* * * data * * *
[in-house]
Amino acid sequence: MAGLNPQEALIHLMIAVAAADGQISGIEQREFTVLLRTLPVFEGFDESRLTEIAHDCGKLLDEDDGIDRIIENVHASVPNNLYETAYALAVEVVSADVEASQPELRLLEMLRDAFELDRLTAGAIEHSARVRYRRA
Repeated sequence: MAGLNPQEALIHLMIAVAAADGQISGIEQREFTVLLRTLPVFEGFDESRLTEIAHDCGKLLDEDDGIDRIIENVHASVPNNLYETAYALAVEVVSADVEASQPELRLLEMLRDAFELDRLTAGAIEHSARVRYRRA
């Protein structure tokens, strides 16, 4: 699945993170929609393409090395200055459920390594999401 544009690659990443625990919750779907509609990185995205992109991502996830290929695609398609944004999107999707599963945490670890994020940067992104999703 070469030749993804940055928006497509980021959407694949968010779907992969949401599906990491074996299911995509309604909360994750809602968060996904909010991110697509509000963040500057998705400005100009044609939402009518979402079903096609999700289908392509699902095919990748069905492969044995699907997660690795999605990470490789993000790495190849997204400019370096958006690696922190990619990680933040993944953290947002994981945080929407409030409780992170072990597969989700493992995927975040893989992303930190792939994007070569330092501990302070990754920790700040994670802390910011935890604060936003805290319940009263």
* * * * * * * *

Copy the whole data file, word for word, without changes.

[in-house]
Amino acid sequence: MAGLNPQEALIHLMIAVAAADGQISGIEQREFTVLLRTLPVFEGFDESRLTEIAHDCGKLLDEDDGIDRIIENVHASVPNNLYETAYALAVEVVSADVEASQPELRLLEMLRDAFELDRLTAGAIEHSARVRYRRA
Repeated sequence: MAGLNPQEALIHLMIAVAAADGQISGIEQREFTVLLRTLPVFEGFDESRLTEIAHDCGKLLDEDDGIDRIIENVHASVPNNLYETAYALAVEVVSADVEASQPELRLLEMLRDAFELDRLTAGAIEHSARVRYRRA
């Protein structure tokens, strides 16, 4: 699945993170929609393409090395200055459920390594999401 544009690659990443625990919750779907509609990185995205992109991502996830290929695609398609944004999107999707599963945490670890994020940067992104999703 070469030749993804940055928006497509980021959407694949968010779907992969949401599906990491074996299911995509309604909360994750809602968060996904909010991110697509509000963040500057998705400005100009044609939402009518979402079903096609999700289908392509699902095919990748069905492969044995699907997660690795999605990470490789993000790495190849997204400019370096958006690696922190990619990680933040993944953290947002994981945080929407409030409780992170072990597969989700493992995927975040893989992303930190792939994007070569330092501990302070990754920790700040994670802390910011935890604060936003805290319940009263």